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Old 03-08-2015, 08:18 AM
 
Location: Near a river
16,042 posts, read 18,971,705 times
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Quote:
Originally Posted by mathjak107 View Post
many seniors are taking advantage of reverse mortgages to purchase. these are different from reverse mortgages you take on hmes you already own.

they require a large down payment of 1/3 to 1/2 but you never make another payment again. you do pay taxes and expenses but no mortgage payment.

the house is sold by the bank when you are no longer in it and anything left after payments of what is owed is given to heirs.


it can be the best of both worlds . getting a more expensive house in a better area and keeping cash.
We may do this in a few years and add what cash we didn't put into the new place added to other and take out a longevity annuity. That way not only do we not pay anything on the house other than taxes and upkeep, we pad a lifetime income stream.
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Old 03-08-2015, 08:18 AM
 
Location: Los Angeles area
14,018 posts, read 17,732,288 times
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Quote:
Originally Posted by CSD610 View Post
Why not purchase a smaller home that is 1/2 of the $140,000.00 and keep the rest in cash?
Where do you live that there are homes selling for $70,000? That is just mind-blowing.
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Old 03-08-2015, 08:35 AM
 
1,439 posts, read 722,050 times
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Quote:
Originally Posted by nicet4 View Post
Cash is King. I am sure we have all seen retired people living in a very nice housing while driving very nice cars but devoid of an cash there wasn't a lot they could do.

I like the idea of a condo but my psychological makeup would not fit well. I like owning my patch of dirt and if I want to hang pink curtains on my window I wouldn't tolerate someone telling me I couldn't. Nah, condo is out and I wouldn't like pink curtains anyway.

Leaving something for the kids? No way, I already did that. I raised them with everything they wanted and paid nearly everything it took for four years of college so they could live on their own and support themselves well. The only thing I made them do was take out a $1,250 student loan every semester so they would have some skin in the game. Other than that I paid for it all; tuition, books, apartment rental and even $100/week cash allowance all the way through four years so I owe them nothing and I've told them to expect nothing at my end.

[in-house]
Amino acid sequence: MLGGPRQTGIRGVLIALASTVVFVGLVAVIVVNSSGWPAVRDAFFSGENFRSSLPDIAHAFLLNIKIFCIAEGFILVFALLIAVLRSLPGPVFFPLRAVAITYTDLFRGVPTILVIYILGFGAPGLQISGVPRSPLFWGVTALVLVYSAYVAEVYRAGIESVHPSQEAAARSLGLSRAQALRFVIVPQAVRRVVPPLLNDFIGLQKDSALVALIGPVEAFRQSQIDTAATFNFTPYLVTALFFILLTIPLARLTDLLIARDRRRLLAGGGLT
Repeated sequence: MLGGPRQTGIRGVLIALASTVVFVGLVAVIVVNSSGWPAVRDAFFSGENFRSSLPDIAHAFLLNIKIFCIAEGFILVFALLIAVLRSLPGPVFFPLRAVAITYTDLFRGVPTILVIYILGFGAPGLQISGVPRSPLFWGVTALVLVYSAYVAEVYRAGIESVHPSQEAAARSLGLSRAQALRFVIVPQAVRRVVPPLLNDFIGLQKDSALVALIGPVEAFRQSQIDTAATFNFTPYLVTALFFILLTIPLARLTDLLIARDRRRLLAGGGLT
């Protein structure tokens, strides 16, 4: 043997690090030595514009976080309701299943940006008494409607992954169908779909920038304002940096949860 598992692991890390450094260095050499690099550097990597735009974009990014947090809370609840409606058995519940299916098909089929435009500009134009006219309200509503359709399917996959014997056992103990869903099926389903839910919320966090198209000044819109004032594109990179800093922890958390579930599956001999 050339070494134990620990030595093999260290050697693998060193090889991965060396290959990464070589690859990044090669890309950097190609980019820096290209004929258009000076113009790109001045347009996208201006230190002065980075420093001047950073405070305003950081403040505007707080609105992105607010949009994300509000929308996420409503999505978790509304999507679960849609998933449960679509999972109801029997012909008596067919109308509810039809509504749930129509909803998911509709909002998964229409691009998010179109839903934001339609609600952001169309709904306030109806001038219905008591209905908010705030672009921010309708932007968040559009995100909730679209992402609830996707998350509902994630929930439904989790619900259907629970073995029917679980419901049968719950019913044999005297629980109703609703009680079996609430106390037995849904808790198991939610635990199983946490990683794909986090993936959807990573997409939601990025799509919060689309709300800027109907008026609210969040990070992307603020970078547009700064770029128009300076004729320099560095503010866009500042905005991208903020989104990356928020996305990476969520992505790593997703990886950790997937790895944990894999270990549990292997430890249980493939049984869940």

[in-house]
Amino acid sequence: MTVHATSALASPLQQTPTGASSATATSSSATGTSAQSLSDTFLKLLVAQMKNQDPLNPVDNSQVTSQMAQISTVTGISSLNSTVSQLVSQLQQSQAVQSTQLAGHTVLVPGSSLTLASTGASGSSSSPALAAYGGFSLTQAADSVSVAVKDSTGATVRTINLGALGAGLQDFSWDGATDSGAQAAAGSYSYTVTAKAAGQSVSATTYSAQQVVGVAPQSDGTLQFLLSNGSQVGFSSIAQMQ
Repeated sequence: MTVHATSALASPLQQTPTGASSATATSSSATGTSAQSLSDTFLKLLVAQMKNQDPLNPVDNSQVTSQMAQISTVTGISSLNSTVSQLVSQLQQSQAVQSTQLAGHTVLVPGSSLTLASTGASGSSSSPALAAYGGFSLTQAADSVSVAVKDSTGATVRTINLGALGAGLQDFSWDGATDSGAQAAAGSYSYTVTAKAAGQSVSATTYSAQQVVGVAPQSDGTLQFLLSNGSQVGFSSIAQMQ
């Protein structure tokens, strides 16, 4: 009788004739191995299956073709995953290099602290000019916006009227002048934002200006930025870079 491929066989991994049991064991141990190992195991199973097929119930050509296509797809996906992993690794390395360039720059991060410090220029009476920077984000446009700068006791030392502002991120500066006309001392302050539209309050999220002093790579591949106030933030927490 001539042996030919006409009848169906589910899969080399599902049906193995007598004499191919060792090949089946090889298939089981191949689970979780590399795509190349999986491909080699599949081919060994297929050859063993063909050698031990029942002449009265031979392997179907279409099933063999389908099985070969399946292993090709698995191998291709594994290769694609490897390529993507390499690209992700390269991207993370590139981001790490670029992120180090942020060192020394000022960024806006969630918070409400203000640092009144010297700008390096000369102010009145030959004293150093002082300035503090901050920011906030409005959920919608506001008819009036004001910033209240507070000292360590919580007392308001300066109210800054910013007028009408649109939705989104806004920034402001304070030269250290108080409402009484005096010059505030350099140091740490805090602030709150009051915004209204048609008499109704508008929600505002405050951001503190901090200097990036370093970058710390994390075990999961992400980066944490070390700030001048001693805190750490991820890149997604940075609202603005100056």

Agreed with having to deal with the restrictions of condo living.....not only that but, like you, I need my space and also a place to blast my tv/music if I want, work on my vehicles, our own pool, etc....all of which are pretty much out of the question in a condo community.

Re: the kids (heirs).....reason I asked if there were any involved wasn't really referring to leaving them a fortune only not to saddle them with a debt issue they might be responsible for dealing with.
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Old 03-08-2015, 08:55 AM
 
Location: Maryland
282 posts, read 305,856 times
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One bad thing about any reverse mortage right now is the low interest rates.
The amount of money the lender bookkeeps is based on the prevailing interest rate. So a low rate gets the borrower a low amount of money. If interest rates were high (8-10%) then these products might be more appealing, IMO.
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Old 03-08-2015, 09:02 AM
 
Location: Grove City, Ohio
10,132 posts, read 12,381,010 times
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Quote:
Originally Posted by luckyram View Post
Agreed with having to deal with the restrictions of condo living.....not only that but, like you, I need my space and also a place to blast my tv/music if I want, work on my vehicles, our own pool, etc....all of which are pretty much out of the question in a condo community.

Re: the kids (heirs).....reason I asked if there were any involved wasn't really referring to leaving them a fortune only not to saddle them with a debt issue they might be responsible for dealing with.
I like my space too.

I think I found the perfect house for us, it's a 3 br 2 ba double car garage with only 1,080 sq ft which is the perfect size for us and with the size the utilities are little. Very nice and secure neighborhood there is only one way in and out so the traffic you see sort of belongs there. I like that.

My wife has a bedroom for a lady cave, I have my bedroom for my man cave and together we have our bedroom where we sleep. Kitchen/dining is nicely laid out and there is a small living/sitting room and we never use ours anyway. We could really live in a 500 sq ft house if all we had was what we use.

I want a shallow in ground pool for the backyard so the grandkids have a place in summer. "Shallow"? It's a normal size pool but does not have a deep end... about mid chest high in the "deep end" and waist high in the "shallow end. Very safe for young children but that is what we had when we were growing up and our house was where all the kids went. With eight kids you couldn't dive, couldn't go under to the deep end but it was great for water volley ball and tag. With three and four year old grand kids there is no way I could have a pool with a deep end.

As far as heirs I am not planning on leaving anything to them other than a life insurance policy that is enough to cover all our final expenses and then some.